Young children are spectacular word learners, adding several new words to their vocabulary every day during the pre-school years. This astonishing feat presents researchers with a major puzzle.
Consider a young child who sees an object (e.g., a squirrel running across the road) for the first time, as her caregiver points to it and utters a new word, “DAX!” How does the child figure out what the word means? As the philosopher Quine (1960) has noted, there are an infinite number of meanings consistent with a novel word introduced under these circumstances. For example, the word, “DAX,” could be a count noun that designates the category of object (e.g., “squirrel”), but it could also be a proper name that labels the individual object itself (e.g., “Rocky”) or an adjective that picks out one of the object’s properties (e.g., “grey”). The word could even be a verb marking an action category (e.g., “flee”) or a mass noun indicating a kind of material (e.g., “fur”).
A central goal of research in the Language Development Centre is to understand children’s remarkable success at word learning. We seek to determine how young children learn new words over the course of development, and to specify the precise meanings that young children assign to these words.
Word learning in infants
Infants begin to produce their first words at around one year of age, but recent research indicates that 6-month-olds already understand a number of labels. Among infants’ earliest words are terms for caregivers, such as “Mommy” or “Daddy”. In our lab, we are examining infants’ early understanding of these proper names, as well as proper names for other familiar people (family members and friends). Specifically, we are interested in whether infants understand these labels as words for specific individuals (e.g., whether “Mommy” is a label just for an infant’s own mother) or as terms for entire categories (e.g., whether “Mommy” is a label for any person).
Acquiring a lexicon involves learning words both for individuals (proper names) and for categories (count nouns). Crucial to this learning is discovering that words of both types can apply to the same object (e.g., one dog can be labeled both “Fido” and “dog”). It is not yet well understood when and how infants initially accomplish this learning. To this end, we are exploring infants’ early knowledge of both proper names and count nouns for their family pet.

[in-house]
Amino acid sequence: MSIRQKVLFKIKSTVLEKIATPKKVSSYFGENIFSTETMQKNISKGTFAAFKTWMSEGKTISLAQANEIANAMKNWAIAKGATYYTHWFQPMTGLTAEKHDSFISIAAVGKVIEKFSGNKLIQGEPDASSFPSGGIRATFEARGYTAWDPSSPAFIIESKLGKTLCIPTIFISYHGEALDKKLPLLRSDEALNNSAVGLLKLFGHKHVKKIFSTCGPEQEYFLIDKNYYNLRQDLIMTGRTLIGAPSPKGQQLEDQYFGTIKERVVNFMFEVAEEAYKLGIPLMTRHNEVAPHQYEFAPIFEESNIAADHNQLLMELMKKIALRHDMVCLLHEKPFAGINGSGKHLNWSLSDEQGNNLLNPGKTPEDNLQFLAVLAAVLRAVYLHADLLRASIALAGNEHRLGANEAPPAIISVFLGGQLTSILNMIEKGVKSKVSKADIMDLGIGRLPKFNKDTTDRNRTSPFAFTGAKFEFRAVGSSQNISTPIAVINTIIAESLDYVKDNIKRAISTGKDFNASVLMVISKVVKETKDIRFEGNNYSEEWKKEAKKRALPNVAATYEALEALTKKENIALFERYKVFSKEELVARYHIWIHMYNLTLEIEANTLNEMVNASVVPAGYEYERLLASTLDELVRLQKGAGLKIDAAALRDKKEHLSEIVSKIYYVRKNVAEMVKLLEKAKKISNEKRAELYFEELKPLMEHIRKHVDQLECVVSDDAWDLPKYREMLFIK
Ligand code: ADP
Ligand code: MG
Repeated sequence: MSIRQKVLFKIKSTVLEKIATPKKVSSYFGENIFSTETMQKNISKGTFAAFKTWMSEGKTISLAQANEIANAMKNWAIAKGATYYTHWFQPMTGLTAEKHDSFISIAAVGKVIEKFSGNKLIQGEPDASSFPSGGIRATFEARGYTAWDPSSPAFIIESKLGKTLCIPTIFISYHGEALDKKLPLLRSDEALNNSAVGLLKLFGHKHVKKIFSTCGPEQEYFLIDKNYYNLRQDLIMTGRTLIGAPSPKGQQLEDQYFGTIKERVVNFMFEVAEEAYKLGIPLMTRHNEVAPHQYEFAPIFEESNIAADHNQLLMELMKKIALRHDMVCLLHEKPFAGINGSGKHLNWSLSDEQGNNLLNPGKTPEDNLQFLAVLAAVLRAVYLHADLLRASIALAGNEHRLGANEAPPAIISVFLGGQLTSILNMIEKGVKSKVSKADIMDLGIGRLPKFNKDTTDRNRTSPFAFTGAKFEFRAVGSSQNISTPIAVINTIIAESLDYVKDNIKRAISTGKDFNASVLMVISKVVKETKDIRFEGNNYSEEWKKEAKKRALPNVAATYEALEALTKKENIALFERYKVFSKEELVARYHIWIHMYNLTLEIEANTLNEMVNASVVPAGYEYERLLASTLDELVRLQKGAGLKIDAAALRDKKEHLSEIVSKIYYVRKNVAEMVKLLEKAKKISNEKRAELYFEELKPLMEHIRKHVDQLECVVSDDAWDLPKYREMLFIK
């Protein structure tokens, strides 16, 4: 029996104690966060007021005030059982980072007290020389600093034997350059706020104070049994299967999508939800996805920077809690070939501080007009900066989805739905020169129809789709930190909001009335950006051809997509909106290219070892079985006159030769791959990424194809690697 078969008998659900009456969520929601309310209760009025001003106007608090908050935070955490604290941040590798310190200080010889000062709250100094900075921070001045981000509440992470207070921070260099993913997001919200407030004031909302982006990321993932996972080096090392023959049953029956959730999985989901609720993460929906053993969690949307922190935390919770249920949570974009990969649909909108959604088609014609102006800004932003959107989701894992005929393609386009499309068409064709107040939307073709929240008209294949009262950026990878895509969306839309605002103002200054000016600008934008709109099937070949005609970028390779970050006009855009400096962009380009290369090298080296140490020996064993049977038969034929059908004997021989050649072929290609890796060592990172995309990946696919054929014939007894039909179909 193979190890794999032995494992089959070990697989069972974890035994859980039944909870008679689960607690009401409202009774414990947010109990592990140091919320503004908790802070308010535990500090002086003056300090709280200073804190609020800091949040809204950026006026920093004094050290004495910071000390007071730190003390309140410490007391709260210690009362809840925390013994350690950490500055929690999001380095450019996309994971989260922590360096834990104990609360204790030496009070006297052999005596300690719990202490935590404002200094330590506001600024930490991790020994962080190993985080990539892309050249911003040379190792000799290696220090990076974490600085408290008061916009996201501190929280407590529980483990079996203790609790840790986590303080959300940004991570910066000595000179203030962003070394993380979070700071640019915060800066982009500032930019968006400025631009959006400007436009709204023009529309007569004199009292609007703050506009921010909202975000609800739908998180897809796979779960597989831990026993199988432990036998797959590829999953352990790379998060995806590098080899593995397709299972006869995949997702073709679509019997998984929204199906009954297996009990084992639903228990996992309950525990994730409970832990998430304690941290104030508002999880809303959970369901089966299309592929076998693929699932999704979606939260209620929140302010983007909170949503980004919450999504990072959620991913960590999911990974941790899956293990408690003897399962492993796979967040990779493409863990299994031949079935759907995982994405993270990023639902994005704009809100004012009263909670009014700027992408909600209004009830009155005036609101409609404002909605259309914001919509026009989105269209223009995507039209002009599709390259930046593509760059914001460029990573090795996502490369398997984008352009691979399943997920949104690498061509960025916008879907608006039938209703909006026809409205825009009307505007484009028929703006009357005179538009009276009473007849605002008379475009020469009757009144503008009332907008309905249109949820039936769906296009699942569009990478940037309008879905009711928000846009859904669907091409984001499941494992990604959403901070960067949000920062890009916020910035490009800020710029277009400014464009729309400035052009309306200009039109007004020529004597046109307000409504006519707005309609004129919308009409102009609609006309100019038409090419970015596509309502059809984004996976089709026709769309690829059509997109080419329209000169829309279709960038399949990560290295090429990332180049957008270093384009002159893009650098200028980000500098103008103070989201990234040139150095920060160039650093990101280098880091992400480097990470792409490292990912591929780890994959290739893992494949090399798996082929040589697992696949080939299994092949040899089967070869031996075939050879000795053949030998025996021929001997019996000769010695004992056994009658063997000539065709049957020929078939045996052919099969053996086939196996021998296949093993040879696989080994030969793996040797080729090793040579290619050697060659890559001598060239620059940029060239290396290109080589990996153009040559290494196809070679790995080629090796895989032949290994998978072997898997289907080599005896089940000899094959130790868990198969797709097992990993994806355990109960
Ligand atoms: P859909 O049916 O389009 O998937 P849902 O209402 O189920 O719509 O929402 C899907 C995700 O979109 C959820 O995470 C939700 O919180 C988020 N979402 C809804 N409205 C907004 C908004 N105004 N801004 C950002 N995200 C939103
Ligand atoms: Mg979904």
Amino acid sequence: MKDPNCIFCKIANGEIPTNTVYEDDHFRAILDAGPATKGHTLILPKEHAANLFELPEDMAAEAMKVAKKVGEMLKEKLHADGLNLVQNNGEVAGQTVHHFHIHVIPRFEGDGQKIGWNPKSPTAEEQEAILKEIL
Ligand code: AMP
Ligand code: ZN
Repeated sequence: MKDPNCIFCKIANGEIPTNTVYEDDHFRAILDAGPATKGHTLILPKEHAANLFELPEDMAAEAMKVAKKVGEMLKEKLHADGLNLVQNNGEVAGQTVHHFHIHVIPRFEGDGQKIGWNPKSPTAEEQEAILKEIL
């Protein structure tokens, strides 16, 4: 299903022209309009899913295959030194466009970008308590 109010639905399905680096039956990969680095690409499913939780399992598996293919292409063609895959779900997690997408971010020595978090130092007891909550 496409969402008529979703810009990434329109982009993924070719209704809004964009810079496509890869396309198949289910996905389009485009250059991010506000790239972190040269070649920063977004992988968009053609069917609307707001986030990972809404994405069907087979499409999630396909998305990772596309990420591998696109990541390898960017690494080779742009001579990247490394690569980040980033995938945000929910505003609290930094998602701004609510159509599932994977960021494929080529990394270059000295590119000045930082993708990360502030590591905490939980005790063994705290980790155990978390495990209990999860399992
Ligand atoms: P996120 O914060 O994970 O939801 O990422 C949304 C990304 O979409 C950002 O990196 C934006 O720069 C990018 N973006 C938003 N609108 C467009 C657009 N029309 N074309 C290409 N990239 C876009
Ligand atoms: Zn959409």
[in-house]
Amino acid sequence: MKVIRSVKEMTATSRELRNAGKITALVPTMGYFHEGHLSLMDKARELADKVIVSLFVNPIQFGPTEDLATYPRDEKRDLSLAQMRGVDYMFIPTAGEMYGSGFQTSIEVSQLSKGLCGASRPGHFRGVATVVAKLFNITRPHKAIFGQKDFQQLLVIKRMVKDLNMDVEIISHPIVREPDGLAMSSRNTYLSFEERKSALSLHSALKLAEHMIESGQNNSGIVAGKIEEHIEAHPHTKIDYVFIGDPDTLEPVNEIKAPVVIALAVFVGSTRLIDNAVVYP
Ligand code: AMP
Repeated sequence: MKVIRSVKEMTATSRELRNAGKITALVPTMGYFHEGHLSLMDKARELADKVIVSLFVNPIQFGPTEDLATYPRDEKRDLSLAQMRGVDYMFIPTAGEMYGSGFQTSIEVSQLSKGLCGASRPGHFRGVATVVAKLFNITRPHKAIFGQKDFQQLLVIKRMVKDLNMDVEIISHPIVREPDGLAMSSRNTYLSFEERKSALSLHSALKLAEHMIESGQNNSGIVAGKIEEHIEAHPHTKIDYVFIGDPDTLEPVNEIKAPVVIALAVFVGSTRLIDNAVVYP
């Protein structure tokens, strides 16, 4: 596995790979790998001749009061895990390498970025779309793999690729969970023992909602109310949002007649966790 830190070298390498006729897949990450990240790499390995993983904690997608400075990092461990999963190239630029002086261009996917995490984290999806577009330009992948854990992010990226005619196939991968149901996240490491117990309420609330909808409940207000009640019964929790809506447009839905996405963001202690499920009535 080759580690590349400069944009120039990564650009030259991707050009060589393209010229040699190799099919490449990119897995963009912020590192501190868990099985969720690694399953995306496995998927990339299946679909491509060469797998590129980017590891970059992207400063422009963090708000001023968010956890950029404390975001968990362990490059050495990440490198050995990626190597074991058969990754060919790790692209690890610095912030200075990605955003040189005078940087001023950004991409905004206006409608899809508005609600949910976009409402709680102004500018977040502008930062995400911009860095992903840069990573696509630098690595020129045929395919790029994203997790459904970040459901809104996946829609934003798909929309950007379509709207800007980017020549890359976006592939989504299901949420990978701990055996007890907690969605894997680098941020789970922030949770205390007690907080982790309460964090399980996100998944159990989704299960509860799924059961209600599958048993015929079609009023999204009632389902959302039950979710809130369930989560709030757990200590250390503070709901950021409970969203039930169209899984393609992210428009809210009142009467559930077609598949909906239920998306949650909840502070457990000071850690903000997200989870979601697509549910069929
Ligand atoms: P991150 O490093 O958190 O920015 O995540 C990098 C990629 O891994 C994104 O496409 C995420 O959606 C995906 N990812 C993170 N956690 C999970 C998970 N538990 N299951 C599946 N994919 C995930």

Word learning in children
In our lab, we are also investigating how toddlers, preschoolers, and school-aged children understand object words, in particular words for individuals (proper names) and words for categories (count nouns). In some of our studies, the focus is on determining how children apply these words to objects (e.g., dogs, trucks) that experience various sorts of transformations (e.g., growth, metamorphosis, part replacement). We are interested in discovering the conditions under which participants judge objects to persist through such changes, both as the same individual (e.g., as Fido) and as a member of the same category (e.g., as a dog). Our aim is to illuminate children’s knowledge of words for individuals and categories, as well as how knowledge of the two types of words is related.
In other studies, we are investigating how children understand words for abstract individuals, such as brand names that indicate the producers of particular categories of objects (e.g., “iPhone”, “Band-Aid”). Our goal is to determine when and how children first master words of this type and how this mastery is related to their knowledge of count nouns that label the associated categories (e.g., smart phones, plastic bandages).